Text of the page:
Delon Wright, Jerian Grant, and Overlooking Defense

Delon Wright, Jerian Grant, and Overlooking Defense

As of their most recent updates, Draft Express has Jerian Grant as their #15 prospect, and Delon Wright at #31. Chad Ford slots Jerian in at #22, and Delon right at the first round bubble at 30th. After having watched a fair amount of each this season, and looked at their stats in detail, this seems off to me. Delon’s advantage starts on the defensive end of the floor.

Defense:

From a purely physical standpoint, they possess very similar defensive capabilities. They both are listed at 6’5, and both visually appear to be very skinny. Jerian is supposedly 204 lbs, while Delon is only 179, so Jerian may have a higher proportion of muscle mass. Delon’s skinniness leads to him looking like he has really long arms, but he only measured with a 6’6.5 wingspan at the Nike Skills Academy, so it will be interesting to see how he measures at the combine. I cannot find a measured wingspan for Jerian, and I would guess it’s somewhere around 6’9, but I also would’ve guessed Delon’s being a lot longer than it is. Either way, it is unlikely Jerian is at a disadvantage in the length department. Despite the similarity in their physical builds, Delon is able to apply his tools and make an impact on the defensive end in a way Jerian cannot. Looking at a variety of defensive numbers, we can see this. 

Name STL% BLK% DBPM DRTG TeamRK OppO SOS
 Delon Wright  4.0  3.2  7.4  87.7  1  19
 Jerian Grant  2.8  1.4  0.9  104.0  6  60

Delon is far more impressive than Jerian in just about every relevant defensive metric. Most importantly, Delon has his team’s best DRTG, while Jerian’s is just middle of the pack. Delon’s superiority is also clear from watching both of them play. Delon has fantastic off-ball reflexes on the defensive end, he shoots passing lanes, and tips passes all over the court without gambling himself out of position. He does have on-ball concerns because he lacks elite side-to-side quickness, and his slender body makes it hard for him to navigate screens. When he gets out of position, he uses his quickness and length to recover fast, and either get back in front of his man, or contest their shot. Delon is not a truly elite defensive player, but he makes up for his shortcomings on-ball with his instincts and is a very good defensive prospect.

While Delon is consistently making things happen on the defensive end of the floor, Jerian lets the offense dictate. He doesn’t get low in his stance, and even when he does, he can get burned by his man. Jerian has sub-par side-to-side quickness like Delon, but his reaction time to the offense doesn’t compare. Jerian’s mediocre defense was exposed on the crucial play from the Kentucky-Notre Dame game. (link for higher quality)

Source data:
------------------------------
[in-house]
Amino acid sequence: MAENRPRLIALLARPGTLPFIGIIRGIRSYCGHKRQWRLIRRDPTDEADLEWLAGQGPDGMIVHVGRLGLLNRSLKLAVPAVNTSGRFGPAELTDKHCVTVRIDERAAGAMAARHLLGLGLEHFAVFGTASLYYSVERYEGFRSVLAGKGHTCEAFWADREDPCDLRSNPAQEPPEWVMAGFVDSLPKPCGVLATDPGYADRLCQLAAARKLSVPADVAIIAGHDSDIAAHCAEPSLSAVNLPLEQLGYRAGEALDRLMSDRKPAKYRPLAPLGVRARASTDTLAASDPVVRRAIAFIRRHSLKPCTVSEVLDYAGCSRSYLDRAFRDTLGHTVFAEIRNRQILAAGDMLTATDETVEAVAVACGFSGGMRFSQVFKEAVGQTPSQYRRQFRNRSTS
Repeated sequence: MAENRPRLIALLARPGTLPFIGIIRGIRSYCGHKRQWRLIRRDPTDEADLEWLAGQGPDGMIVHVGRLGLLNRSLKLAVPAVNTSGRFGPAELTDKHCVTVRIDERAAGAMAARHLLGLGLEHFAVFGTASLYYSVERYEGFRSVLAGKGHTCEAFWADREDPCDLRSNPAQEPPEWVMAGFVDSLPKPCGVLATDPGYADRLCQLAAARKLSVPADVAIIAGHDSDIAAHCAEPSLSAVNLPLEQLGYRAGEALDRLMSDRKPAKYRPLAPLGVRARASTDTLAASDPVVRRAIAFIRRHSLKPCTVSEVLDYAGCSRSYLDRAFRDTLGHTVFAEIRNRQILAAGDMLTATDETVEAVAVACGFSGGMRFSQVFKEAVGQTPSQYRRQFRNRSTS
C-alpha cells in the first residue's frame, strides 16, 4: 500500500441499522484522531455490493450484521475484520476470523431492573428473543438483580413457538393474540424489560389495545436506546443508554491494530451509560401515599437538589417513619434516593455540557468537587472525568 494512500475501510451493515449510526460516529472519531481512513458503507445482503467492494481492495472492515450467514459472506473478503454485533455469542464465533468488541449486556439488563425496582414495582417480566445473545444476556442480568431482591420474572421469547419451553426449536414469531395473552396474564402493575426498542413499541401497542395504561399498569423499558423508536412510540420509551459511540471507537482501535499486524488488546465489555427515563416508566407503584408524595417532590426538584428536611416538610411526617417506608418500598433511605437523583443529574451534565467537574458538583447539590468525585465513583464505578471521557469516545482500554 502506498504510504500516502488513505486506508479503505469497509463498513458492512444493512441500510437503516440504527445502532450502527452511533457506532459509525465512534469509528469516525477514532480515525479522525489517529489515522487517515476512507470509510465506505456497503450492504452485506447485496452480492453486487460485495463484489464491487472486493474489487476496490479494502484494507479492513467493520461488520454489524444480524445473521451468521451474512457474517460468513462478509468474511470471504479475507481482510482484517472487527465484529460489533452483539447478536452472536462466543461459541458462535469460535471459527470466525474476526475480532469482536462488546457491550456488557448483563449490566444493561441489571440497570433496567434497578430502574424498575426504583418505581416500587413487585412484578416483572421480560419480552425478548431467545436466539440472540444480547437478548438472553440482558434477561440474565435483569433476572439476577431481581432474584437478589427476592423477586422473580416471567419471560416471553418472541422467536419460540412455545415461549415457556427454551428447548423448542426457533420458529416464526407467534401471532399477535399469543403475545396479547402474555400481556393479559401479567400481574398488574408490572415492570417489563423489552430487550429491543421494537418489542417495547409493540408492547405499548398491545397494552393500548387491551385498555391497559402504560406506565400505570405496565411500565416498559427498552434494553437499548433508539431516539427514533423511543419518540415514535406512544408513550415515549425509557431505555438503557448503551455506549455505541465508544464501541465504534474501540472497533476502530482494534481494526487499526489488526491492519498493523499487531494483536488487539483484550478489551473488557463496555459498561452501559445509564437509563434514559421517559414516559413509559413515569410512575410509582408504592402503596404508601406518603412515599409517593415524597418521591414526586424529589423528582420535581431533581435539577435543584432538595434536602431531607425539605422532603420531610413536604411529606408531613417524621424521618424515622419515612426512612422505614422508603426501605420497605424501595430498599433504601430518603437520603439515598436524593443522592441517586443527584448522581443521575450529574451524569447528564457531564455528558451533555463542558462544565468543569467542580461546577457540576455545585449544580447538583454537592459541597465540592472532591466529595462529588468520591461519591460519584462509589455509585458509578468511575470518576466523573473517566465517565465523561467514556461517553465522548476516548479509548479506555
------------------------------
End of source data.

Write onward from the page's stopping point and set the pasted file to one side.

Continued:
He doesn’t get into a good stance, and he doesn’t have the quickness or reaction time to cut off Andrew Harrison. Jerian seemed to be worried about a screen coming from the other side, but he should have been ready to make a play. Jerian’s defensive weaknesses are sometimes chalked up to laziness, but I tend to think it is more about his raw ability. That GIF was maybe the biggest play of the game and Jerian knew it, but he just doesn’t have the fundamentals or reaction time to stop Harrison from getting to the basket.

Jerian is not a bad defender at the collegiate level, but average college defenders tend to become poor defensive players in the NBA. Delon is a very good defender in college, and with his instincts and size can reasonably become an above-average NBA- level defender. The drastic difference in their defensive abilities is often overlooked due to their similar frames and athleticism. Many people judge NCAA defenders more off of their raw tools than their actual performance, and particularly in the case of two seniors, that is a big mistake. At this point in their careers it becomes hard to argue that Delon is not a significantly better defensive prospect, and that is not accounted for in their scouting reports. If Jerian was demonstrably better on the offensive end, he could still be the superior prospect, but available evidence does not seem to back up his offensive superiority.

Offense:

Jerian and Delon are very similar offensive players. Neither is the most explosive of players, but they both have good first steps for their size, and do a good job changing speeds to get into the lane. Both have mastered the pick-and-roll game; they’re patient at probing, and use their size to whip passes all over the court. Jerian has a reputation as a better passer than Delon, but in actuality, they are very much alike. Jerian sports a 33.6 AST% with a 13.4 TOV%, while Delon’s is a slightly worse 33.0% and 14.2% respectively. Jerian throws more highlight reel-passes, and has a slight edge statistically, but they’re both great passers without much separation between the two.

As scorers, they’re awfully tight as well; Delon averages 27.9 points per 100 possessions, while Jerian averages 28.0. Both are diverse scorers who can get out in transition, hit shots from the outside, or get to the rim and finish over length. As shooters, they have trended in opposite directions. Jerian shot 35.7% from three over his first three seasons, but has lapsed to 31.6% this year. After shooting a problematic 22.2% from three as a junior, Delon has skyrocketed to 35.6% this year, albeit on a small sample of only 73 attempts. Jerian is a much more confident and fluid shooter than Delon, and he does not hesitate to take step-backs or pull-ups from deep range. Delon is a lot less confident with his shot; he sticks to open catch- and-shoots or pull-ups when the defender goes under the screen.